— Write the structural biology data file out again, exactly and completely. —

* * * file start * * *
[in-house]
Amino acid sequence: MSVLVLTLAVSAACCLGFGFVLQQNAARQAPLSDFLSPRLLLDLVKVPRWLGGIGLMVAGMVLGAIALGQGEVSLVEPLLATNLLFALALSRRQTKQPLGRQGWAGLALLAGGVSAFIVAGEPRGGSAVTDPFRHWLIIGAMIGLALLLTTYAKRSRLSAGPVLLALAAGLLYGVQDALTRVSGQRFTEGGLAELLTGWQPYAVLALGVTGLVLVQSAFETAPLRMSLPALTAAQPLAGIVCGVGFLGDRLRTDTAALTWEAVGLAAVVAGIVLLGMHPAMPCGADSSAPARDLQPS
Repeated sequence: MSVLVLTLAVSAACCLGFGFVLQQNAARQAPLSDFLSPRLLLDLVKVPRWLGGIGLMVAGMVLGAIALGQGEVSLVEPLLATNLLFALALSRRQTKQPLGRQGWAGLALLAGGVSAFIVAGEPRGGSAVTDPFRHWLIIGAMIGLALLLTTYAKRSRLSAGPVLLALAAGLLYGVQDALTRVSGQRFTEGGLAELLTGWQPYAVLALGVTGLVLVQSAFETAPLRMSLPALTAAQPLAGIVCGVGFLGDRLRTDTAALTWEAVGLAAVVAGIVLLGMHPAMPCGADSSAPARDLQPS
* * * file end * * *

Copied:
[in-house]
Amino acid sequence: MSVLVLTLAVSAACCLGFGFVLQQNAARQAPLSDFLSPRLLLDLVKVPRWLGGIGLMVAGMVLGAIALGQGEVSLVEPLLATNLLFALALSRRQTKQPLGRQGWAGLALLAGGVSAFIVAGEPRGGSAVTDPFRHWLIIGAMIGLALLLTTYAKRSRLSAGPVLLALAAGLLYGVQDALTRVSGQRFTEGGLAELLTGWQPYAVLALGVTGLVLVQSAFETAPLRMSLPALTAAQPLAGIVCGVGFLGDRLRTDTAALTWEAVGLAAVVAGIVLLGMHPAMPCGADSSAPARDLQPS
Repeated sequence: MSVLVLTLAVSAACCLGFGFVLQQNAARQAPLSDFLSPRLLLDLVKVPRWLGGIGLMVAGMVLGAIALGQGEVSLVEPLLATNLLFALALSRRQTKQPLGRQGWAGLALLAGGVSAFIVAGEPRGGSAVTDPFRHWLIIGAMIGLALLLTTYAKRSRLSAGPVLLALAAGLLYGVQDALTRVSGQRFTEGGLAELLTGWQPYAVLALGVTGLVLVQSAFETAPLRMSLPALTAAQPLAGIVCGVGFLGDRLRTDTAALTWEAVGLAAVVAGIVLLGMHPAMPCGADSSAPARDLQPS